You might also say that traveling in the airport is potentially nerve wracking so the more practice the better. I would agree to this but would disagree that airport replays are really much of a solution. I might say that knowing the script (2) for each stage in the process and what the signs for various places in the airport mean is probably time better spent than doing role-plays based in the airport. I think some familiarity with how things tend to go would be very helpful for those not so experienced with travel.
Why does this have to be done in English classes? (3) I am not saying it doesn’t belong, but more just questioning the assumption that the vaunted airport role-play is a must-do activity. Perhaps it’s not really an English issue?
Also, why is this something that needs to be done with kids? Who are these well-heeled orphans traveling alone? (4) Is there something more relevant to their lives that could be studied and practiced?
Also, why does (seemingly) every immersion village in Korea need to build a replica of an airport? I suppose my thoughts on such immersion programs (and the money spent on them) and the need to create a special place for speaking English will have to wait for another day. Today’s topic is just airport replays. Where was I? Oh yeah. Reasons for the existence and persistence of such role-plays.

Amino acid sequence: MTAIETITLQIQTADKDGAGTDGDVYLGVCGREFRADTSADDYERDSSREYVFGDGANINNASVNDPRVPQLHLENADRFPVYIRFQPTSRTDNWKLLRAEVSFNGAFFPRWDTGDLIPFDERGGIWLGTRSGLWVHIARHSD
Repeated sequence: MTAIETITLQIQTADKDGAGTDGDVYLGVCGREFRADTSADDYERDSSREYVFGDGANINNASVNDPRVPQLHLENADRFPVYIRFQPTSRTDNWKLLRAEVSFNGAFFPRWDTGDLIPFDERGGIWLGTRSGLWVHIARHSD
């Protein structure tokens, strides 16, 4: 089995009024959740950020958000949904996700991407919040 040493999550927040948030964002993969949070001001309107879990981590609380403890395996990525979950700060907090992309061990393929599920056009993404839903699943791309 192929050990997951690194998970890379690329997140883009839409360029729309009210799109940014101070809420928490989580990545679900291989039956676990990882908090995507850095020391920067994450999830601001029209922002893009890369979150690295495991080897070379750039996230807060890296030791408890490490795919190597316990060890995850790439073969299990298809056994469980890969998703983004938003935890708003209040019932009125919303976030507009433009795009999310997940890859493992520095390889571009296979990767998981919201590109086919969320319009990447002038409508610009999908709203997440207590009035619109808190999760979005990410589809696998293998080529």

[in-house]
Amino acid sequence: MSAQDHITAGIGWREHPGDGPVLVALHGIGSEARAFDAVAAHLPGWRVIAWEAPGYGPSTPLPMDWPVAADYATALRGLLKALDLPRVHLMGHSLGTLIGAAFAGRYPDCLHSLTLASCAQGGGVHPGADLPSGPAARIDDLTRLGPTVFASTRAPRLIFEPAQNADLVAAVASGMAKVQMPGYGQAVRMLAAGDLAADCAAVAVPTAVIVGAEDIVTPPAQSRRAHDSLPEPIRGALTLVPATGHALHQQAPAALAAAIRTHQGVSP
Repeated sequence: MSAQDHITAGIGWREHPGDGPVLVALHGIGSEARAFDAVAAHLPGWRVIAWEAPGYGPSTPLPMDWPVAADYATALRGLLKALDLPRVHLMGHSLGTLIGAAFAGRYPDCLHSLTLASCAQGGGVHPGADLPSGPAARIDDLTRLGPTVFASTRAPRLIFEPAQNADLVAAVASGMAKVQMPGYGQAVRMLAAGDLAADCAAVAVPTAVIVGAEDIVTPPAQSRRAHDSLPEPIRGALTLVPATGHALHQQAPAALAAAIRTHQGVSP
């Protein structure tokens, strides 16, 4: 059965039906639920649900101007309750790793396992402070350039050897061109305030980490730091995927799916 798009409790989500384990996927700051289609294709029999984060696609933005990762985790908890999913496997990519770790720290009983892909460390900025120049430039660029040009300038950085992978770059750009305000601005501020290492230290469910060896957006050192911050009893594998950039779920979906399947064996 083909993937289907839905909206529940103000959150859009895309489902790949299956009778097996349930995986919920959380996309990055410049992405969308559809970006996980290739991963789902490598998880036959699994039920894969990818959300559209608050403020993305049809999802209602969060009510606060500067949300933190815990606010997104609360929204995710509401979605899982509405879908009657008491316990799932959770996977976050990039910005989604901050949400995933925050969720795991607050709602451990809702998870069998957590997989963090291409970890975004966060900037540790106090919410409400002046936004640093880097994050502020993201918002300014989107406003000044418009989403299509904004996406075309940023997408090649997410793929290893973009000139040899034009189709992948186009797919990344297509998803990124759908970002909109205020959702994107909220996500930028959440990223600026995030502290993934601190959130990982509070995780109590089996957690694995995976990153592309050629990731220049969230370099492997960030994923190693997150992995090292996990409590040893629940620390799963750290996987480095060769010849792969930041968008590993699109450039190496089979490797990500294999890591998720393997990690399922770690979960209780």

I think the belief that such things are motivating is a strong selling point. I have heard some people state that bringing kids to the room that looks like an airport is good for “motivation.” I am not prepared to say this is not the case but I generally think that having students walk and move to any new room and not lecturing at them is likely to be motivating, regardless of what the room is made to be. I might theorize that the act of taking a walk and entering any room and being asked to actually do something is often quite motivating and the airport factor is simply secondary.
What are some other reasons for the airport replay’s supremacy? Maybe the airport is a symbol of the aspirational cosmopolitan international lifestyle that our students *should want. Maybe the airport is the first place that people will encounter on their foreign travels so students need to be prepared for it. Maybe the airport is a scary place so students want to get ready for facing their fears. Maybe the TOEIC test focuses so much on transportation sites so teachers always feel the need to include it. Maybe everyone just thinks the airport is an important location for ESL (EFL?) so it is always featured. I just can’t shake the feeling that such role-plays are a mainstay simply because they are a mainstay. Maybe one time at English camp a teacher did an airport role-play and word of this spread so it became standard.